Germany has decided against military involvement in Syria's civil war, although it welcomes US-led airstrikes against the Assad regime. Marcel Fürstenau unpacks this seeming contradiction.
"Germany will not be militarily involved," Chancellor Angela Merkel said last week with regard to the potential for Western military action against the murderous Assad regime in Syria. However, Merkel's categorical "no" was clearly not a rejection of a military response from the US and allies. "We recognize and we support the fact that every effort is being made to signal that the use of chemical weapons is unacceptable," she said.
Such a formulation gave at least a hint of pending US-led retaliation for an alleged Syrian chemical attack on its own people. What else could it mean to "signal," given that the dictator in Damascus has appeared immune to years of the West's powerful verbal posturing? It would not be far-fetched to assume that Merkel was aware of the airstrikes to come less than two days later.
The German military was and is not needed
It is equally safe to assume that the US, British and French did not need German help in destroying supposed sites for the production of the Syrian government's chemical weapons. Merkel was likely glad to have sidestepped the need to justify herself to her allies in Washington, London and Paris. Donald Trump, Theresa May and Emmanuel Macron needed only verbal support from Berlin, and they got it. "The military response was successful and appropriate," Merkel said a few hours after the attack.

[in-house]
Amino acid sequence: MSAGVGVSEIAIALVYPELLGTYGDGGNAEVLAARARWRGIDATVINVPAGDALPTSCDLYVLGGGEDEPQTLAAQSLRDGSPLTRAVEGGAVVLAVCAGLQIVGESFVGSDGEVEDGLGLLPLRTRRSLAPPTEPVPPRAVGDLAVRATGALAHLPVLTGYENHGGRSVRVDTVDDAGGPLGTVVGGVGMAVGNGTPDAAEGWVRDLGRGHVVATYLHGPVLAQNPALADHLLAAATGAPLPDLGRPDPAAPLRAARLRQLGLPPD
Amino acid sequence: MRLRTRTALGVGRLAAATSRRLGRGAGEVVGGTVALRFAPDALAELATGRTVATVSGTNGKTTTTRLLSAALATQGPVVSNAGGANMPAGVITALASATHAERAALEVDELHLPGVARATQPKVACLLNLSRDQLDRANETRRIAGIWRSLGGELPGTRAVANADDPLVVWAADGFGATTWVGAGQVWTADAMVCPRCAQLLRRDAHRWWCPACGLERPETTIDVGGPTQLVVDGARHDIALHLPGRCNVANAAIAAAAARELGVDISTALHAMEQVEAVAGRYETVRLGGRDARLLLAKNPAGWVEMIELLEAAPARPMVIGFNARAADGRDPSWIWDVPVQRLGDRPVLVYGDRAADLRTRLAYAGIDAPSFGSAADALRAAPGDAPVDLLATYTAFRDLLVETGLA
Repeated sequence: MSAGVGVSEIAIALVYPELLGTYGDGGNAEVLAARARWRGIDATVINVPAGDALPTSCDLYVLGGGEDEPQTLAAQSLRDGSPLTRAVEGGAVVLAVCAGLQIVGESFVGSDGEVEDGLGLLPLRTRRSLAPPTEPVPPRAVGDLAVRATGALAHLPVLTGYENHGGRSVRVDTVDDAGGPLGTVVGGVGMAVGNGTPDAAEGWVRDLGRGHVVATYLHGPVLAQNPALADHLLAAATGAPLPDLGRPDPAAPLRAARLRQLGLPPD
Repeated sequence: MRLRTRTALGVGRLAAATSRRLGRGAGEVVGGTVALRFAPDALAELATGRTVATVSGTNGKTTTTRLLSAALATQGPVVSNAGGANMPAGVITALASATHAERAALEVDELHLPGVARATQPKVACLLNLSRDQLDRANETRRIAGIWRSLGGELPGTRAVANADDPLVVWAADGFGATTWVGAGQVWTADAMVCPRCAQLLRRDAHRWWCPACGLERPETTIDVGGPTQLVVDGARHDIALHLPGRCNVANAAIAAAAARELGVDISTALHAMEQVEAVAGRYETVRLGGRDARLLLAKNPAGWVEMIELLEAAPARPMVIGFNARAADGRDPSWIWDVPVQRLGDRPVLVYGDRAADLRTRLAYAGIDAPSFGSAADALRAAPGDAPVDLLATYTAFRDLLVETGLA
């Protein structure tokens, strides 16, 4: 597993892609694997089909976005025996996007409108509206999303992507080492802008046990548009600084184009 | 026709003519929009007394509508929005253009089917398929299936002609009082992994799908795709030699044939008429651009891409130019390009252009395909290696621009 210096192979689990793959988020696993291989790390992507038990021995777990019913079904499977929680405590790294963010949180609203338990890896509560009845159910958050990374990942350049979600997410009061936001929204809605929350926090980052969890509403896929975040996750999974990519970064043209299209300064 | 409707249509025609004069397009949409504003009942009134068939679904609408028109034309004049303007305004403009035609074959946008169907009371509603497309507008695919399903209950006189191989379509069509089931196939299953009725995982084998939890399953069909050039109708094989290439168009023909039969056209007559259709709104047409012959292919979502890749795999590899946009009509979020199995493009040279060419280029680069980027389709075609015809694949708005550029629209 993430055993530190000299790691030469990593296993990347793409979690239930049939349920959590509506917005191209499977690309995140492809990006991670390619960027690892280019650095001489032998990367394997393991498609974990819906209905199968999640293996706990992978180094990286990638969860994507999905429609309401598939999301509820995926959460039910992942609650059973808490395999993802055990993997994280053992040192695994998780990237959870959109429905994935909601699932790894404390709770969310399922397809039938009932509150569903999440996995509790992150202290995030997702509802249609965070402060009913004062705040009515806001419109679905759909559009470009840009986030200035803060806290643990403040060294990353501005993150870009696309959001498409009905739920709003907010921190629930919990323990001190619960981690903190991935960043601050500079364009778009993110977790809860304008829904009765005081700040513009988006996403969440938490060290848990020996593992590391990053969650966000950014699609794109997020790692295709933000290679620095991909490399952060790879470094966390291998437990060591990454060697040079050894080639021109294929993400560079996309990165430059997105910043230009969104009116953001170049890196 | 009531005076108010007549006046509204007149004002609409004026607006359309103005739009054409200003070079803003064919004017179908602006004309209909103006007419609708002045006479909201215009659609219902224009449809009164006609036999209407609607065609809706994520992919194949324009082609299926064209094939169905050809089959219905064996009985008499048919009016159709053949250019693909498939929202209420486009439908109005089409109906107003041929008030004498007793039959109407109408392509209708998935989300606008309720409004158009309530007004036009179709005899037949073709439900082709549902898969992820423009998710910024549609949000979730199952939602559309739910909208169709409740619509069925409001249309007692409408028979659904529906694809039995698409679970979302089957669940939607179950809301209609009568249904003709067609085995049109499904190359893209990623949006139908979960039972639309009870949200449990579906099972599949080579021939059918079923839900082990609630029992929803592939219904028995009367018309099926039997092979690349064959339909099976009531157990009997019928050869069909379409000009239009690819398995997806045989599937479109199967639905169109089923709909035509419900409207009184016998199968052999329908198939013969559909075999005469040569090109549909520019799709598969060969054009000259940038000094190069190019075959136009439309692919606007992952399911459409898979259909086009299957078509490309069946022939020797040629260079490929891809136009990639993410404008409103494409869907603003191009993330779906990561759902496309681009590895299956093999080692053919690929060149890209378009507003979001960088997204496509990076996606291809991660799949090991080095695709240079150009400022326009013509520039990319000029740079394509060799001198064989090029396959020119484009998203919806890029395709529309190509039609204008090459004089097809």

In contrast to her rather short statement against German military participation, she proceeded to fully elaborate on why she welcomed the allied military action: "To ensure the effectiveness of the international response to the use of chemical weapons and to warn the Syrian regime against further violations."
Convincing, perhaps, but a little hollow nonetheless. Germany's support for western military intervention begs the eternal question: Why does Germany remain on the sidelines? That's a question Merkel must answer.
German diplomacy could be needed
It is a familiar dilemma for Germany: when the going gets tough, it's the others who then have to back up their words with action. And yet it's good for Merkel to have wiggle room. It allows Germany to keep a back door open to a diplomatic solution, acting as an intermediary. The United Nations clearly cannot fill this role because opposing sides on the Security Council have veto power.
The US, Great Britain and France have little chance diplomatically against Russia-backed Syria. Assad's advantage lies in once again having Syria largely under control. Where Syria goes from here – and how, when, and with whom Syria will get rebuilt – are far more pressing questions. Germany's Foreign Minister Heiko Maas is right: There can only be a political solution and, more than anything, "whether we like it or not, this conflict cannot be solved without Russia."
The Assad question
But Maas also said that anyone who uses chemical weapons cannot be part of the solution. That should mean that Assad needs to be isolated. To actually do so would be diplomatic genius, but it is doubtful that Russia would go along. Maas probably bit off more than he can chew, but after seven years of civil war in Syria, empty words are better than empty rocket shells – chemical or otherwise.